Junior-Life

Product Information 
Micronutrients are dietary components. They often 
referred to as vitamins and minerals, which although only required by the body in small amounts are vital to the body development, disease prevention and wellbeing. Micronutrients are not produced in the body and must be derived from the diet (1)
Deficiencies in micronutrients such as Iron, Iodine, Vitamin A, Folate and Zinc can have devastating consequences. At least half of children worldwide ages between 6 months to 5 years suffer from one or more micronutrient deficiency and globally more than 2 billion people are affected (2)
Malnutrition or malnourishment is a condition that results from eating a diet in which nutrients are either not enough or are too much such that the diet causes health problems. It may involve
d eficiency in calories, protein, carbohydrates, Vitamins or Minerals (3)
Life On Junior-Life is a perfect fusion of essential multivitamins and 
multi-minerals which provide children to supplement their diet and support nutritional balance. It comes in a rich sweet mango flavour; children cannot refuse to take it. 
Life On Junior-Life Syrup will not only help your children in physical growth and healthy development but also maintains 
healthy immune system. Multivitamins helps in maintain the immune system, metabolism and growth of the child and acts an antioxidant multi minerals helps in cell growth, digestive functions and maintains cardiovascular health.
Vitamin A contributes to normal iron metabolism, contributes to the maintenance of normal skin, 
mucus membrane, vision of eyes. It plays important role in cell growth by cell differentiation (5).
B1 Thiamine contributes in 
functioning of heart, involved in energy metabolism, biosynthesis of neurotransmitters, reduces oxidant stress defences, play central role in cerebral metabolism (6).
B2 Riboflavin and B3 Niacinamide B7 Biotin 
contributes in reducing of tiredness and fatigue, maintenance of mucus membranes, red blood cells, skin and vision (7).
B5 Pantothenic Acid contributes 
in synthesis and metabolism of steroid hormones, Vitamin D and neurotransmitters contributes in mental performance (8).
B9 Folic Acid intake increases maternal folate status. Low maternal folate status is a risk factor in the development of neural tube defects in the developing 
foetus (9).
B12 Cyanocobalamin contributes homocysteine metabolism, red blood cell formation, reduction of tiredness and fatigue, improves cell division, 
functioning of the nervous system (10).
Vitamin C contributes 
in formation of collagen, teeth, functioning of energy yielding metabolism, physiological functions, increases iron absorption and regeneration of Vitamin E it contributes to maintain the normal function of the immune system during and after intense physical exercise (claim used only when daily intake is at least 200 mg) (11).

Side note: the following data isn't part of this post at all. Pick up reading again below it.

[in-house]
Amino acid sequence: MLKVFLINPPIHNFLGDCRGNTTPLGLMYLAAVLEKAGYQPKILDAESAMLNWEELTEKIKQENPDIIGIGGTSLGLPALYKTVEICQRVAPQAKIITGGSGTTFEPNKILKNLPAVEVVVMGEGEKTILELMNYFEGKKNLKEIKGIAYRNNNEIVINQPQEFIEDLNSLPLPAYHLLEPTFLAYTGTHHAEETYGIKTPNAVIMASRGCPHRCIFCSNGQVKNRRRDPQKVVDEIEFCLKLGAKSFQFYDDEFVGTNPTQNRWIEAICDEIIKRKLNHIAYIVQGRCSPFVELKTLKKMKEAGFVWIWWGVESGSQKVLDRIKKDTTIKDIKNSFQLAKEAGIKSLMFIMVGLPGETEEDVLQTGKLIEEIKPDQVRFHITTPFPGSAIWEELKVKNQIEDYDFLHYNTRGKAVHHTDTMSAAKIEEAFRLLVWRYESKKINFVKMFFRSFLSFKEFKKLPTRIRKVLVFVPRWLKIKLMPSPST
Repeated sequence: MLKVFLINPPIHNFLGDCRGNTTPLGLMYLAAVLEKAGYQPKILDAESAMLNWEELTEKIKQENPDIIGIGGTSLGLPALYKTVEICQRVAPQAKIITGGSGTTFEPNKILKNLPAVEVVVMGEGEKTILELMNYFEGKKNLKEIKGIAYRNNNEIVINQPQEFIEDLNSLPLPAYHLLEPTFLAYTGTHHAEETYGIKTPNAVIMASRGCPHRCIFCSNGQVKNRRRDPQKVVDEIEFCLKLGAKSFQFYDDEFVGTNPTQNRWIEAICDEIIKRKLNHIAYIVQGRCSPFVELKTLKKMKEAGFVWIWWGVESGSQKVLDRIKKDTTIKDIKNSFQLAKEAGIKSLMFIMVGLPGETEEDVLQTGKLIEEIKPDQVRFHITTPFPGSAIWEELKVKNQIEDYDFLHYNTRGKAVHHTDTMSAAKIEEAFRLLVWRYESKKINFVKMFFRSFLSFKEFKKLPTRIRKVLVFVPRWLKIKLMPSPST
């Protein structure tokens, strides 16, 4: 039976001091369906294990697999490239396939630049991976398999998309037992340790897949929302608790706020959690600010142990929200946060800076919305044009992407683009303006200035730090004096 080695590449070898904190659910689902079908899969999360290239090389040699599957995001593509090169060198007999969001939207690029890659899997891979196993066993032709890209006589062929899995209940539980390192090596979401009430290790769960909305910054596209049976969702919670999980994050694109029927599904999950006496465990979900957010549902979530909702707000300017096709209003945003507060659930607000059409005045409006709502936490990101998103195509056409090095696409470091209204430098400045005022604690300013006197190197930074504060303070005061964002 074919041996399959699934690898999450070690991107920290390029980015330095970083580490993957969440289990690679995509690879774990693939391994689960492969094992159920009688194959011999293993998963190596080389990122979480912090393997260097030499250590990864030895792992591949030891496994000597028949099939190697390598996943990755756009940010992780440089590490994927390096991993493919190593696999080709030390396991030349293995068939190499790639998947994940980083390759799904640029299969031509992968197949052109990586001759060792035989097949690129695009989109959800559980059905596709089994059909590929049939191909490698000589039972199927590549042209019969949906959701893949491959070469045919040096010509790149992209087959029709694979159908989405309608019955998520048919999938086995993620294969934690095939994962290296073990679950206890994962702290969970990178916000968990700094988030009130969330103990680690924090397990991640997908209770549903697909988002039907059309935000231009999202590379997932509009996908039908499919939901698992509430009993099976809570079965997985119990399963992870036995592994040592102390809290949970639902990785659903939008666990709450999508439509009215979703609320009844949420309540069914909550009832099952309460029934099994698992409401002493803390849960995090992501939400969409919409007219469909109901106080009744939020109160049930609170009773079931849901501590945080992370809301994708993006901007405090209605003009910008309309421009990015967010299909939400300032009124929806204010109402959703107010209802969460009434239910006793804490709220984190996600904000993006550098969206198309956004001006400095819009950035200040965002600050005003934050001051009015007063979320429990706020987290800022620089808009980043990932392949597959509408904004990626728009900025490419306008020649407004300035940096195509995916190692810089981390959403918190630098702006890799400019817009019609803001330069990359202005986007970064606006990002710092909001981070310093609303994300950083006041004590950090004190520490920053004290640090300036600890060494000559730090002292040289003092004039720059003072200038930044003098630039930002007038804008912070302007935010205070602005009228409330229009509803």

Vitamin D contributes 
in absorption and utilization Calcium and maintains blood Calcium levels helps in functioning of bones and muscle tissues. Vitamin D helps to reduce the loss of bone mineral density in post-menopausal women.  A risk factor for osteoporotic bone fractures (claim is only used when at least 15 μg of Vitamin D per daily portion (12).
Vitamin E
contributes the cells by preventing form oxidative stress (13).
Fluoride contributes to the maintenance of tooth mineralization (14).
Iodine contributes 
in the production of thyroid hormones and thyroid function, growth in children, functioning of nervous system, maintenance of skin (15).
Magnesium contributes in reduction of tiredness and fatigue performs normal psychological functioning helps in of protein synthesis (16).
Copper contributes 
in maintaining the connective tissues all over protect the cells from oxidative stress (17).
Selenium contributes in the 
formation of spermatogenesis functioning of thyroid gland (18).
Chromium contributes to normal macronutrient metabolism and maintains blood glucose levels (19).
Iron improves in
formation of red blood cells, haemoglobin, energy metabolism and normal cognitive function; It contributes to oxygen transport in the body to reduce tiredness and fatigue. It increases the role in the process of cell division (20).

References
1.Micronutrient Facts, https:// www.cdc.gov/immpact /micronutrients/
2.Investing in the future: A united call to action on vitamin and mineral deficiencies. Global Report 2009 p, http://www.unitedcalltoaction.org/
3.Facts for life (PDF) (4th ed.). New York: United Nations Children's Fund. 2010. pp. 61 and 75.ISBN 978-92-806-4466-1.
4.Journal of Nutritional Disorders & Therapy, ISSN: 2161-0509
5.Vitamin A, http://www.ec.europa.eu/nuhclaims/
6.Ref: Journal of Evidence-Based Complementary & Alternative Medicine January 2011 vol. 16 no. 1 12-20, 
7.Vitamin B2, B3, B7, http://www.ec.europa.eu/nuhclaims/
8.Pantothenic acid, http://www.ec.europa.eu/nuhclaims/
9.Folic acid, http://www.ec.europa.eu/nuhclaims/
10.Cyanocobalamine, http://www.ec.europa.eu/nuhclaims/
11.Vitamin c, http://www.ec.europa.eu/nuhclaims/
12.Vitamin d, http://www.ec.europa.eu/nuhclaims/
13.Vitamin E, http://www.ec.europa.eu/nuhclaims/
14.Fluoride, http://www.ec.europa.eu/nuhclaims/
15.Iodine, http://www.ec.europa.eu/nuhclaims/
16.Magnesium, http://www.ec.europa.eu/nuhclaims/
17.Copper, http://www.ec.europa.eu/nuhclaims/
18.Selenium, http://www.ec.europa.eu/nuhclaims/
19.Chromium, http://www.ec.europa.eu/nuhclaims/
20.Iron, http://www.ec.europa.eu/nuhclaims/